Trump leaving LGBTQ nondiscrimination executive order in place signals approval of reasonable mandates for federal contractors
Last night, the White House said that President Trump would leave in place the Obama administration’s executive order that prohibits federal contractors and subcontractors from discriminating against employees on the basis of sexual orientation or gender identity in hiring, firing, pay, promotion, and other employment practices.
It goes without saying that not revoking workplace protections for LGBTQ workers is an extraordinarily low bar for supporting LGBTQ workers. A president who truly supported LGBTQ workers would be pushing for broader legislation that prohibits discrimination, like the 2015 Equality Act, which would provide clear, fully-inclusive non-discrimination protections for LGBTQ people.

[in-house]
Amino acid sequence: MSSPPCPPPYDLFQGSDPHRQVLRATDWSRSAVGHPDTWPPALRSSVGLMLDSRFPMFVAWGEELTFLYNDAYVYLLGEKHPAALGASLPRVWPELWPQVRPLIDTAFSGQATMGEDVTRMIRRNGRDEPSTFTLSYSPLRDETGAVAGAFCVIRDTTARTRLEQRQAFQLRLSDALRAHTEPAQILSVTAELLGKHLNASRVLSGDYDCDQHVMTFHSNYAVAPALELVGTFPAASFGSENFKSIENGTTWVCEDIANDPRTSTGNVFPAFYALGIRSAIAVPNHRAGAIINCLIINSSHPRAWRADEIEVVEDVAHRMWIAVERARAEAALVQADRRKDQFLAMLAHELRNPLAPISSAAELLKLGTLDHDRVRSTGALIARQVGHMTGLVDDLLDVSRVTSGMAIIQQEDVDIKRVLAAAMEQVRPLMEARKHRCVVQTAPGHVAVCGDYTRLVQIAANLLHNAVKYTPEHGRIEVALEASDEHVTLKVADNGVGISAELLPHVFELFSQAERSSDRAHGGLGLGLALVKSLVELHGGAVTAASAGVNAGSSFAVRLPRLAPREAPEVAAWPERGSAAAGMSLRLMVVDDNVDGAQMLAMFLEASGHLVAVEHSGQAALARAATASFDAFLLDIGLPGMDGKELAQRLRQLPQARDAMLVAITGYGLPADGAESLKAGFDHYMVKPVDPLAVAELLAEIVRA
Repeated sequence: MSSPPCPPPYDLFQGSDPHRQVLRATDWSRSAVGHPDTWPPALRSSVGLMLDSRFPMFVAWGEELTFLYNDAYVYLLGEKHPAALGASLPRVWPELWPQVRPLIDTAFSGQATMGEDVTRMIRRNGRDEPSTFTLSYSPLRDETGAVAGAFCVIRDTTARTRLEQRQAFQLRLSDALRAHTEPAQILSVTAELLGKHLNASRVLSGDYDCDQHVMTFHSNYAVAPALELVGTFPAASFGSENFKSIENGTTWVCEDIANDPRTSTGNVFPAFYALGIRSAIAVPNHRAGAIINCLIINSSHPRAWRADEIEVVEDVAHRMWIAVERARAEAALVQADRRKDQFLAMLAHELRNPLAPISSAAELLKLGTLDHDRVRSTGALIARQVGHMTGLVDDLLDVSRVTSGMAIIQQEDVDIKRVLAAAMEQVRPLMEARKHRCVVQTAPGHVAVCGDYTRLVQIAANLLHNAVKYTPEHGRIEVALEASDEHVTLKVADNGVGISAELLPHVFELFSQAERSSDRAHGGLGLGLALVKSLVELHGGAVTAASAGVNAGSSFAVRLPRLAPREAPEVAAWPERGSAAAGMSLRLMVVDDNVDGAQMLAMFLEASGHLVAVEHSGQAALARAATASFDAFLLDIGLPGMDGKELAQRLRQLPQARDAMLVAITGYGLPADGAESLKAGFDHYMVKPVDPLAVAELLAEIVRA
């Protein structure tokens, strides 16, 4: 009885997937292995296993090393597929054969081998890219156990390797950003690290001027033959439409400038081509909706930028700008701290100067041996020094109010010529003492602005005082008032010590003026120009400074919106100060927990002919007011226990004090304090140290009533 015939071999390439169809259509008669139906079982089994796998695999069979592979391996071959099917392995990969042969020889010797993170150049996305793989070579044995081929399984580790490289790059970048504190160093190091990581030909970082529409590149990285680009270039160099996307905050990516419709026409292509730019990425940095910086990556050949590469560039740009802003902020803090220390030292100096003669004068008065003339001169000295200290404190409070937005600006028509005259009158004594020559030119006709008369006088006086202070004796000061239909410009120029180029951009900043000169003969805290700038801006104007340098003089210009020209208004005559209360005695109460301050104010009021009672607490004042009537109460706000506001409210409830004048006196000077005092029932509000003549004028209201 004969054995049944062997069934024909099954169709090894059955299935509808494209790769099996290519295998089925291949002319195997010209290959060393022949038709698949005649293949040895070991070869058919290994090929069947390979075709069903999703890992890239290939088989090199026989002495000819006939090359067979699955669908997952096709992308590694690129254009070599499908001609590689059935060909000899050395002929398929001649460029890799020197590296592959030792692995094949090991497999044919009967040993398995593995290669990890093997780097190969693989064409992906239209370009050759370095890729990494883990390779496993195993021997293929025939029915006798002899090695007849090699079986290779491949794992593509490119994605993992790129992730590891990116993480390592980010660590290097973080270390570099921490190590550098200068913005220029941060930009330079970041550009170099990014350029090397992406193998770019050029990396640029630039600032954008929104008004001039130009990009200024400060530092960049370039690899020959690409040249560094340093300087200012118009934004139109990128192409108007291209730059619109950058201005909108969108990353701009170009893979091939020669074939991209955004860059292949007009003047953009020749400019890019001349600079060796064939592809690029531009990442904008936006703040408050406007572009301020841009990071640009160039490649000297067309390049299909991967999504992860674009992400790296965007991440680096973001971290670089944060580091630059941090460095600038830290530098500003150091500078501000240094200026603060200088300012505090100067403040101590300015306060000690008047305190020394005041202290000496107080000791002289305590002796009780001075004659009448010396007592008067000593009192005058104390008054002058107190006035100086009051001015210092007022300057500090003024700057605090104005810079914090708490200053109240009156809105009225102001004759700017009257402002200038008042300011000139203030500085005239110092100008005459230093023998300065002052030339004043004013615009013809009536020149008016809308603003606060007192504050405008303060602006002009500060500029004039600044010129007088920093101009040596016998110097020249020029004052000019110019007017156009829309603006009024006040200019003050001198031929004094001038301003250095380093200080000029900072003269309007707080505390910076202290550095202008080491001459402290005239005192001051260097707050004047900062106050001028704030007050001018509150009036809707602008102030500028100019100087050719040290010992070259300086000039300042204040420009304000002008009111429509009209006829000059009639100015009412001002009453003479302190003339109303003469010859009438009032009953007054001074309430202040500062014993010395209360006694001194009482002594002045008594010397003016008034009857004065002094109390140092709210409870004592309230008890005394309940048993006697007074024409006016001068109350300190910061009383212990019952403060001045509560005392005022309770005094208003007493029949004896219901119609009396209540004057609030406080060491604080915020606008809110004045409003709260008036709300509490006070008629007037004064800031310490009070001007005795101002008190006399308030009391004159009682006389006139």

It’s also worth noting that in stating he will not revoke the LGBTQ nondiscrimination executive order, President Trump has made a statement that he approves of reasonable mandates to set practices for federal contractors. The LGBTQ non-discrimination executive order was just one of several executive orders by the previous administration to reduce discrimination, raise wages and benefits, improve worker safety, and increase rights for workers on federal contracts. (This EPI policy memo has a brief description of each of these executive orders.) Given that approximately 25 percent of the U.S. workforce is employed by companies that do business with the federal government, measures that relate to workers employed by federal contractors can have a broad impact on the workforce. The set of federal contractor executive orders from the previous administration was an important step toward creating a fairer economy following nearly four decades in which inequality rose dramatically and most workers saw mostly stagnant wage growth. If Trump truly cares about a fair economy that works for everyone, he will not just preserve all of these executive orders, he will push for a real agenda to strengthen workers’ rights and raise wages.